Musings on F. M. Alexander's Directions

by Brooke Lieb

"Allow the neck to be free

To allow the head to move forward and up

To allow the back to lengthen and widen

To allow the knees to release forward and away"

One key aspect of using the directions in Alexander lessons is to understand how they are intended to work. Thinking is the essence of the Alexander Technique, and this thinking influences our whole being. We often observe the muscular changes, but changes occur at every level.

I am always refining, re-inventing, and re-imagining how these directions are meant to be applied, and I found an envelope where I jotted down my musings about this. I didn’t date the envelope, but I would bet good money it’s been sitting on my desk for somewhere between 5 and 8 years.

Here is what I wrote:

* Do you continue to send your orders (directions) when you observe you are tightening

* Consider what you are preventing when you are thinking the directions.

* Consider what happens if you think about what the primary directions mean rather than trying to or wanting to make them happen in your body, 
your neck, or inhibiting your habitual response to a stimulus? That is the most crucial time to give the orders: when you know you are tightening your neck and pulling your head back and down.

The art of thinking in this way is a skill, that requires time and refinement. And while you are exploring these directions, there’s a good chance you will be accessing change and refinement in your system, particularly as you explore what it means to THINK, not DO these instructions.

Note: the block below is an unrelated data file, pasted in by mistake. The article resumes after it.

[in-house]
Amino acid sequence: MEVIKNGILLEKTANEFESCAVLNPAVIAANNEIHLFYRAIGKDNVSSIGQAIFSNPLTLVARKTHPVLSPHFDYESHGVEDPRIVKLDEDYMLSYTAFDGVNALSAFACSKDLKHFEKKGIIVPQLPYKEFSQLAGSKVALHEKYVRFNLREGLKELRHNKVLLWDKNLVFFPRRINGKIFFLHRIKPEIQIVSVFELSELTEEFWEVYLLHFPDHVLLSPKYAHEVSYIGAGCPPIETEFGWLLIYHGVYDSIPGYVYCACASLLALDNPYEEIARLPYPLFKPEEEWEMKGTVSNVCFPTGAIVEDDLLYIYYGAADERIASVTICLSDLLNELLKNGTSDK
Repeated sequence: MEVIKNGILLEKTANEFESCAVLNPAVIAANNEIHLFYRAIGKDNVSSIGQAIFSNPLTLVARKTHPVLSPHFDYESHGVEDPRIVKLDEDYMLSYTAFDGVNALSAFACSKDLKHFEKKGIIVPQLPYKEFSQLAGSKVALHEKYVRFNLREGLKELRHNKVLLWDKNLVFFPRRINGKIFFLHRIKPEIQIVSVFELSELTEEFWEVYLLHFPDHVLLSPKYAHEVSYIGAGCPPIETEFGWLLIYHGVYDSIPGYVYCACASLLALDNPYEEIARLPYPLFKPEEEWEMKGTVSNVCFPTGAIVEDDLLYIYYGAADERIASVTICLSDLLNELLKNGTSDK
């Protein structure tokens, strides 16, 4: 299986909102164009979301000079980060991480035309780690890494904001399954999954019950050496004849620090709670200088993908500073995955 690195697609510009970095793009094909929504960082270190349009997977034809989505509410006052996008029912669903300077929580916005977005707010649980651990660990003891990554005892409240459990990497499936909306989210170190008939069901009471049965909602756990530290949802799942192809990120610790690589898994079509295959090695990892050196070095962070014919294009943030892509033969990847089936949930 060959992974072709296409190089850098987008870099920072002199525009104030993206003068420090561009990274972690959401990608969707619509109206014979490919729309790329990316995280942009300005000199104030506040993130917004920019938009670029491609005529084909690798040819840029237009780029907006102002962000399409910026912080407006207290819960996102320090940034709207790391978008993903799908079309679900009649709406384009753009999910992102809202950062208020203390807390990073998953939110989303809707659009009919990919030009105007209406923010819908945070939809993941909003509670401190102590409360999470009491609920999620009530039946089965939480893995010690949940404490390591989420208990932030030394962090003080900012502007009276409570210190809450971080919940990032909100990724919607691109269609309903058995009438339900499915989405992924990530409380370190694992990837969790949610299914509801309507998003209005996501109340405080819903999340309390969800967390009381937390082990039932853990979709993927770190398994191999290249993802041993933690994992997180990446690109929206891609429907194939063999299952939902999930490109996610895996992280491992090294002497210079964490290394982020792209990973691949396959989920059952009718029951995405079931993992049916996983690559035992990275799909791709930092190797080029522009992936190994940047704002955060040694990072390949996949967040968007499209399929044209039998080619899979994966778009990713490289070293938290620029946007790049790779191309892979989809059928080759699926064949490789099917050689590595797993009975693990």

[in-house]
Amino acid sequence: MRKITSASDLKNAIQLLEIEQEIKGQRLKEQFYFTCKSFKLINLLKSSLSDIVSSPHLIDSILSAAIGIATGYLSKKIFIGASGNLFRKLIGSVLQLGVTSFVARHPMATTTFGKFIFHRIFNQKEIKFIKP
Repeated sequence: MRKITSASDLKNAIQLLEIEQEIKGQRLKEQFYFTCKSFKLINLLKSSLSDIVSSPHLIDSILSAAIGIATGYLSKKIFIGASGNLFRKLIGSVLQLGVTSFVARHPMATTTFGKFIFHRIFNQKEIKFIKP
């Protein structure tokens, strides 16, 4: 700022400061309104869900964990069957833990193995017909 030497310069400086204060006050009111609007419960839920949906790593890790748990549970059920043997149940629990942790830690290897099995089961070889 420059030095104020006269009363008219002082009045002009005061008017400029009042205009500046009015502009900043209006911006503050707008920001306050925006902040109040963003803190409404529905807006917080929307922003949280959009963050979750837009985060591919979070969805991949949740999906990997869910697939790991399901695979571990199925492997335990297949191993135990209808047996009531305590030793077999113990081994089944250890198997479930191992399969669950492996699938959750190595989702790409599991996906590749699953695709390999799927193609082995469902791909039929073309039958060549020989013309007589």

(This post originally appeared on

N. BROOKE LIEB, Director of Teacher Certification since 2008, received her certification from ACAT in 1989, joined the faculty in 1992. Brooke has presented to 100s of people at numerous conferences, has taught at C. W. Post College, St. Rose College, Kutztown University, Pace University, The Actors Institute, The National Theatre Conservatory at the Denver Center for the Performing Arts, Dennison University, and Wagner College; and has made presentations for the Hospital for Special Surgery, the Scoliosis Foundation, and the Arthritis Foundation; Mercy College and Touro College, Departments of Physical Therapy; and Northern Westchester Hospital. Brooke maintains a teaching practice in NYC, specializing in working with people dealing with pain, back injuries and scoliosis; and performing artists.